1887

Abstract

BALB/c mice exposed intranasally (i.n.), intradermally (i.d.) or intraperitoneally (i.p.) to low doses of (20 c.f.u. at three different times two weeks apart) showed an increased resistance to a subsequent high-dose (10 c.f.u.) infection. I.n.-exposed mice had few mycobacteria in the tissues (>100 c.f.u.) and showed an expansion of CD4 T cells associated with overproduction of IL-12 and IFN-γ, but not IL-4 and IgG antibodies. Parenterally (i.p. and i.d.) exposed animals showed c.f.u. numbers higher than i.n.-exposed mice, together with overproduction of IL-12, IFN-γ and IL-4 in the case of i.p.-exposed mice, and of IL-12, IFN-γ and IgG2a and IgG1 antibodies in the case of i.d.-exposed mice. Low-dose exposures were not contained by athymic BALB/c nude mice; however, naive nude mice reconstituted with i.n.-primed CD4 T cells of BALB/c mice were protected against high-dose infection, indicating that CD4 T cells are essential to control even low-dose infections by . Overall, these data suggest that continuous i.n. exposure to doses commonly found in the environment may play a role in determining the natural resistance of normal hosts against this organism.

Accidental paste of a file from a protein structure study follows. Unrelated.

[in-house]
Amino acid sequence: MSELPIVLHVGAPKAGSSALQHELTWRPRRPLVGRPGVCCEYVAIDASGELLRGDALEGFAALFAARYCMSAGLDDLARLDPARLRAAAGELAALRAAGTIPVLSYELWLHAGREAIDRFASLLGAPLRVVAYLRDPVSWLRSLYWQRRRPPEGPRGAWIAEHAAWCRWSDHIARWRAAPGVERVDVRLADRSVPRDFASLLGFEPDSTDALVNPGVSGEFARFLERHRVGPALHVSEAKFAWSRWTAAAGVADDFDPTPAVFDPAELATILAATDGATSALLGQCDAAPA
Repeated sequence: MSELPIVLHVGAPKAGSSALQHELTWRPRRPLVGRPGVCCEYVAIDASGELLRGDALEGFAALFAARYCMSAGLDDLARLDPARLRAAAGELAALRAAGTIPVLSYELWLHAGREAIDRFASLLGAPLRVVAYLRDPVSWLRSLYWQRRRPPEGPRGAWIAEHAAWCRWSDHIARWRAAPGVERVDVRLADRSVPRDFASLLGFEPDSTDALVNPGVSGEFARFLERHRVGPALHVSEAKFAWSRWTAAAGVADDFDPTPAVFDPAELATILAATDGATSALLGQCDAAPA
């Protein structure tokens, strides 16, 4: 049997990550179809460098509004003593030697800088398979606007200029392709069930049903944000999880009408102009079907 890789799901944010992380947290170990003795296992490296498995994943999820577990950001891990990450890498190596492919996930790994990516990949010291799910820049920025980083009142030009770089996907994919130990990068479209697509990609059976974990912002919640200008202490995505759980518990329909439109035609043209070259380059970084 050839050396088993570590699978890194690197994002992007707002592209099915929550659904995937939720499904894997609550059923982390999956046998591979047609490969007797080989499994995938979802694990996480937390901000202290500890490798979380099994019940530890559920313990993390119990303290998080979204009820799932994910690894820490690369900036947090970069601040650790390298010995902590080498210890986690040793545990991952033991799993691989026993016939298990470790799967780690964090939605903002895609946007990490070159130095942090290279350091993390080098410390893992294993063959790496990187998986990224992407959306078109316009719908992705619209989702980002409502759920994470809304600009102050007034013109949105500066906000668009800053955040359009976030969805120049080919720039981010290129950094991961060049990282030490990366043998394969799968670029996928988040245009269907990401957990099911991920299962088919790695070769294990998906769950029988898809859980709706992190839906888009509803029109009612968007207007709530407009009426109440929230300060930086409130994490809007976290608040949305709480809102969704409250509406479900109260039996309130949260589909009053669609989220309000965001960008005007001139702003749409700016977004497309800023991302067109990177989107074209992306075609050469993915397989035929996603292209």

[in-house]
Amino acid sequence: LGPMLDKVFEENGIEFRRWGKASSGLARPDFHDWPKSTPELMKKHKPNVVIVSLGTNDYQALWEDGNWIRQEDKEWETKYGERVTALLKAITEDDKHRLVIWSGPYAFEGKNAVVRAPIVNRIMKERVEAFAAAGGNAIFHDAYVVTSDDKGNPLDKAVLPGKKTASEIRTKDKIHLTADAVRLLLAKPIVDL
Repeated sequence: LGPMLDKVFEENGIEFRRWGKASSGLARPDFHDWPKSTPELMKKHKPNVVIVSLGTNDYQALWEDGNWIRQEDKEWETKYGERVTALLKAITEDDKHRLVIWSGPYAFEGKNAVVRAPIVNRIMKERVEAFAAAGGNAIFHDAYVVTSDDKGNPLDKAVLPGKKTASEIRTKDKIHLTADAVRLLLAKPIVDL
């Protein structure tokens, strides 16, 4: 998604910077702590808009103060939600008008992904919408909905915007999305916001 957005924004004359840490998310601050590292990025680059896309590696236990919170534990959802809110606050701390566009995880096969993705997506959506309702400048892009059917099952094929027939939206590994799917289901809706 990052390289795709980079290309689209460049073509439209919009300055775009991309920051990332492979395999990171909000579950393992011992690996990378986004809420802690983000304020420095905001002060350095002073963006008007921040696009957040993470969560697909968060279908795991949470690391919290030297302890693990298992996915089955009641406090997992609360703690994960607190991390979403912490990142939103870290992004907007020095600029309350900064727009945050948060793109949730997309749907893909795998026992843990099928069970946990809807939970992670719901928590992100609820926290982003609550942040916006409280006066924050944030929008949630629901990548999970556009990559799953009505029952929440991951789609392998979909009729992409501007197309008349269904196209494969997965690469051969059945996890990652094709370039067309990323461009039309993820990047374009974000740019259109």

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2002-10-01
2020-04-07
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